Sunday, November 2, 2014

Scary Stories

I'm late on this, but happy Halloween! I've spent the weekend reading Jezebel's scary story contest and getting chills. Our apartment windows rattle loudly in the wind and our radiators clank at random intervals, so I may not have picked the best environment in which to read these.

As a kid, I loved ghost stories. I figured out their spot in the Dewey decimal system so I could read the entire collection at my school library. Eric has pointed me in the direction of some good adult ghost fiction, and I continually search for new haunting novels. Here are a few from my past that you may feel like re-reading or recommending for your niece who is definitely brave enough to read ghost stories:

1. The Dollhouse Murders by Betty Ren Wright

This was the first "scary" book I can remember reading, and I devoured everything our library had by Betty Ren Wright afterward. A girl finds an old dollhouse in her grandparents' attic and discovers that the dolls are reenacting her great-grandparents' murder. It was terrifying when I was ten and still a little creepy when I flipped through the book as an adult.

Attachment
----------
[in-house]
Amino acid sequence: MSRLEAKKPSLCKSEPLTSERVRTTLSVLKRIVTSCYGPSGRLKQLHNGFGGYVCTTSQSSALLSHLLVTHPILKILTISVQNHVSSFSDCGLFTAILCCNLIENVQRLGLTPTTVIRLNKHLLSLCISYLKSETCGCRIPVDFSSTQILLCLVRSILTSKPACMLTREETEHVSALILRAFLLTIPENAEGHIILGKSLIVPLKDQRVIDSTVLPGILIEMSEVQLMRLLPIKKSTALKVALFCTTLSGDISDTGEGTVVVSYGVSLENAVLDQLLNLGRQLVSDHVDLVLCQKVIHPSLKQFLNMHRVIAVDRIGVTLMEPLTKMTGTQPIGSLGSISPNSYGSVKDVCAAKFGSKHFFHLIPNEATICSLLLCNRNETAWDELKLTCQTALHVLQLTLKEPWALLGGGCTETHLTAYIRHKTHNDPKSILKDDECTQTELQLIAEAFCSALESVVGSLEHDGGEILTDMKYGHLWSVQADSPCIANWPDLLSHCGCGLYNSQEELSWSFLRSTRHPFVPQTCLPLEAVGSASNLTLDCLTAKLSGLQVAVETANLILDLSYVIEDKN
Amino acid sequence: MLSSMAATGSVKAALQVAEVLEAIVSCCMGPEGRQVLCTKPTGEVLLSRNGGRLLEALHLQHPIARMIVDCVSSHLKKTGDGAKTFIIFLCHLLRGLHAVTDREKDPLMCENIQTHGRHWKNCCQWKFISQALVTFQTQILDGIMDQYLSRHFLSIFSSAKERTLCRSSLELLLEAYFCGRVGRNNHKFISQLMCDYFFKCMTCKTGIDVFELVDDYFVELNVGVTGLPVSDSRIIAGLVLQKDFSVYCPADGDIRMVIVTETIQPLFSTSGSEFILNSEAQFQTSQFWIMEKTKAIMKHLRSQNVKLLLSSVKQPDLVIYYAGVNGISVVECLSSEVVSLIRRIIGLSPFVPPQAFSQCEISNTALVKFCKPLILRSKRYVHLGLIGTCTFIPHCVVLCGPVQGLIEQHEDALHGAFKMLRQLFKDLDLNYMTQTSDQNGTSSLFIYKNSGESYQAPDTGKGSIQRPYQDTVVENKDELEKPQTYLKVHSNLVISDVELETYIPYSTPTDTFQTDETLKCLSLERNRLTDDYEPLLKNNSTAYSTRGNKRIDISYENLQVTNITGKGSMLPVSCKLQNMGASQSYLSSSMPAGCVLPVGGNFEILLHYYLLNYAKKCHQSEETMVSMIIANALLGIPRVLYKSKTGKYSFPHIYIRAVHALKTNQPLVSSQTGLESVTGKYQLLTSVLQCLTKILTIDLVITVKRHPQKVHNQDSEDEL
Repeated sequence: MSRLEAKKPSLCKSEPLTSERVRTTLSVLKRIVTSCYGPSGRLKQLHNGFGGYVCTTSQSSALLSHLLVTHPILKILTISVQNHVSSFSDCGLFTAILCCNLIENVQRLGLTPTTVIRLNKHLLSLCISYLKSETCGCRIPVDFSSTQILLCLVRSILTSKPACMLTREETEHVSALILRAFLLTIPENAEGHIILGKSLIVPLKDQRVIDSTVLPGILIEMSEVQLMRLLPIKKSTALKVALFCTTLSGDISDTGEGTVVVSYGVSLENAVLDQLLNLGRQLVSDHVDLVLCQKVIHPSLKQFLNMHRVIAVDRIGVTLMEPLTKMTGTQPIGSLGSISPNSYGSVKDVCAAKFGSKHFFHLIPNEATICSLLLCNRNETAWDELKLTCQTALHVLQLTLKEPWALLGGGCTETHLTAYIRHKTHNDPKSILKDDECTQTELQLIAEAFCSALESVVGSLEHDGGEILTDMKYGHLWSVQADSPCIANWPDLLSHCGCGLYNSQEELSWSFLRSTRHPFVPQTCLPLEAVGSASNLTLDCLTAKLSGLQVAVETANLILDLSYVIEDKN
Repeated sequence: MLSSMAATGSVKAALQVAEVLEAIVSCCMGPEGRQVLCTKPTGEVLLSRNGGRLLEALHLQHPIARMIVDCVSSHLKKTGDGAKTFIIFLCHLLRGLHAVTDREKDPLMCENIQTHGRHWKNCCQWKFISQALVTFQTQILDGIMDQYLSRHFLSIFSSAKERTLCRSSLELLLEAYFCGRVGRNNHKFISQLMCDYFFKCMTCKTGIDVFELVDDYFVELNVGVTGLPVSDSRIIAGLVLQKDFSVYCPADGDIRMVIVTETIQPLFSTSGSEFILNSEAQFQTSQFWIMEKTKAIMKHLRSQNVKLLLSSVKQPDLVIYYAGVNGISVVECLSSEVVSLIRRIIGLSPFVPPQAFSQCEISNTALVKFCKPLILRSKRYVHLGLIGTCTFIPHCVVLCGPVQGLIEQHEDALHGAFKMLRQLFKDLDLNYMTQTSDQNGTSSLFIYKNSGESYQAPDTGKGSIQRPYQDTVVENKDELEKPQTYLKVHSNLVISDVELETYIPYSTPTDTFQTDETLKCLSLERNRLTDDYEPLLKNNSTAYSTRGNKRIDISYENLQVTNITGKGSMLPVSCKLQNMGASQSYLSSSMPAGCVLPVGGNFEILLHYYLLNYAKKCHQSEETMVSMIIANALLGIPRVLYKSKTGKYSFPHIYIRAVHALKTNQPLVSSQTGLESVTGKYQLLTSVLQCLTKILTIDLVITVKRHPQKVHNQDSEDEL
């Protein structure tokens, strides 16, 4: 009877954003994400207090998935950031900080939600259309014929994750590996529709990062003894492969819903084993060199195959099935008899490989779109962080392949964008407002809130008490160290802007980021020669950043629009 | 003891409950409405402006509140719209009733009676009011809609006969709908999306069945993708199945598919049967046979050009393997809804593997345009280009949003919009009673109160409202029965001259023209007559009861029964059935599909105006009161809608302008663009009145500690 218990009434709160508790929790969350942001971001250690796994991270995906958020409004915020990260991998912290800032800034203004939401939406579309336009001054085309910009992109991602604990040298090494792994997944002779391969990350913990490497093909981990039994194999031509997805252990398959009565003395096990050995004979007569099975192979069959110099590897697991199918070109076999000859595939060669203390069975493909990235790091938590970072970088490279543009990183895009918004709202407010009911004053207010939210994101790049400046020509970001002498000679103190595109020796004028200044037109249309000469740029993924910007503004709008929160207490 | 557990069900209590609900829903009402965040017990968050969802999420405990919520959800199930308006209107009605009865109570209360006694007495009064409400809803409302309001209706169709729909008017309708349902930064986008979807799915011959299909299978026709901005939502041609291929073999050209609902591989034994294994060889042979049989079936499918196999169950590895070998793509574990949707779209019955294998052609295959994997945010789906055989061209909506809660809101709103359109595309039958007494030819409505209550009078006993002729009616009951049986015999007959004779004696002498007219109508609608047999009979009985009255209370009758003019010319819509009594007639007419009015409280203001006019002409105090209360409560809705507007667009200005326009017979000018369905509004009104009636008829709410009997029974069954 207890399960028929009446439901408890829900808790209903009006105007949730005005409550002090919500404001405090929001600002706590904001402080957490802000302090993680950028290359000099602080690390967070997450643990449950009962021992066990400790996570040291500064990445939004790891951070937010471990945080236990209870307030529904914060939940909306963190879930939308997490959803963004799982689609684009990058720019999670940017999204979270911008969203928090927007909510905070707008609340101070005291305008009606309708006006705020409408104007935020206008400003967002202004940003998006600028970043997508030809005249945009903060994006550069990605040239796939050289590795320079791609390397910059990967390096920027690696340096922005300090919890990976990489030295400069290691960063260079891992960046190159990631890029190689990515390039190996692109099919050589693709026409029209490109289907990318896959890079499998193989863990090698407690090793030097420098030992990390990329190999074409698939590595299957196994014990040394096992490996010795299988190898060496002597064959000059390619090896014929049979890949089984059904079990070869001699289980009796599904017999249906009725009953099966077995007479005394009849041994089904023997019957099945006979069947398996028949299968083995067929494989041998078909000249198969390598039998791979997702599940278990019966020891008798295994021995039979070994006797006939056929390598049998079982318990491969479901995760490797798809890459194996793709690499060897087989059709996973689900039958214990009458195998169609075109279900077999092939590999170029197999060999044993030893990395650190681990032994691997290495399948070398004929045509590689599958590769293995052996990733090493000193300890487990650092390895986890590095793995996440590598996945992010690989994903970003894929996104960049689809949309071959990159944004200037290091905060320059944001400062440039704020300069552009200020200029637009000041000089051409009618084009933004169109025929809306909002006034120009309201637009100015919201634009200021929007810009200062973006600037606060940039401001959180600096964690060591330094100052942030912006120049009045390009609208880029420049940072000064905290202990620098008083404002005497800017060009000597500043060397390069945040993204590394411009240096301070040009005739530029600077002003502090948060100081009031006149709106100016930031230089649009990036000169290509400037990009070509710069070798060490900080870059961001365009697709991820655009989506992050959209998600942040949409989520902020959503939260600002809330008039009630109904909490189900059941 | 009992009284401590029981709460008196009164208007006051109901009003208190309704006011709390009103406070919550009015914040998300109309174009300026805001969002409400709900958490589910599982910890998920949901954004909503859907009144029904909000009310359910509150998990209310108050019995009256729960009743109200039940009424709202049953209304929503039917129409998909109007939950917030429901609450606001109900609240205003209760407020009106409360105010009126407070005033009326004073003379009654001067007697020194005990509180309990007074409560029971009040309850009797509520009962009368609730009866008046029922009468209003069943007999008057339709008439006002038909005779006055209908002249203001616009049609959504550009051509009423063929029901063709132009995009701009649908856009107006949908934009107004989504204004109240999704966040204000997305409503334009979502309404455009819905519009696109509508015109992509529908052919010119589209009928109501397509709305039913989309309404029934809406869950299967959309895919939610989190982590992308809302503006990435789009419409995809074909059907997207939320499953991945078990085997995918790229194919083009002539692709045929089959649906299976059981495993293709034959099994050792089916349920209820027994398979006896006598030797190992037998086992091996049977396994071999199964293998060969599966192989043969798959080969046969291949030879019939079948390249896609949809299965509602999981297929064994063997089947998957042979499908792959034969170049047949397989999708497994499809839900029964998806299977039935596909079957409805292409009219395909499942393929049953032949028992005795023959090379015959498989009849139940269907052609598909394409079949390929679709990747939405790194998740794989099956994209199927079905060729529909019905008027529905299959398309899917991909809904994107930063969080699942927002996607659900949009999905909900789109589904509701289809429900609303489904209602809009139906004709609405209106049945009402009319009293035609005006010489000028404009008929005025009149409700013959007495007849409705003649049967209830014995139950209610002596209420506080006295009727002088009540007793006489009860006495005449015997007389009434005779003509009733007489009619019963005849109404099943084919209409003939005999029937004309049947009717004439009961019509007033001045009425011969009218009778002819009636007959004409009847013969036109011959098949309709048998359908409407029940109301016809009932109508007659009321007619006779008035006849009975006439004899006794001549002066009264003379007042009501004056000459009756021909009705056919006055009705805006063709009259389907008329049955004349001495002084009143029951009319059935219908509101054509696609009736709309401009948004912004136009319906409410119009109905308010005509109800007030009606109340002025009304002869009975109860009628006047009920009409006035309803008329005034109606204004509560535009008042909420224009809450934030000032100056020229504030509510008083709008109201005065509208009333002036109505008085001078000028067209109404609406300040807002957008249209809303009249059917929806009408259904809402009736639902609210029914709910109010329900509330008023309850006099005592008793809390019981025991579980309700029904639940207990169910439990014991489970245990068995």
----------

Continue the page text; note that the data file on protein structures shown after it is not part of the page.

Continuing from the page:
2. Ghost in the Big Brass Bed by Bruce Coville

During summer break, I would often check out books on tape to listen to while I knitted (I was obviously super cool). Possibly the only thing creepier than reading scary stories late at night was having them read to me. I couldn't skip ahead to find out what happened - I just had to deal with the suspense. The book was part of a series that followed a sixth grade girl and her best friend as they uncovered various historical ghosts. The one in this book was a Victorian-era young girl.

3. The Ghost of Fossil Glen by Cynthia DeFelice

I could only remember that this book surrounded fossil hunting, a little girl ghost, and a gorge, but that combination succeeded in Google. A sixth grade girl hears a voice as she almost falls during a fossil hunting expedition and then must solve the murder of another young girl decades earlier. I do remember staying up late in my canopy bed because I couldn't fall asleep without knowing what happened to the ghost.

Apparently there is a huge market for ghost stories with middle-school-aged female protagonists. If you have recommendations for great ghost stories for people who are no longer twelve, let me know!

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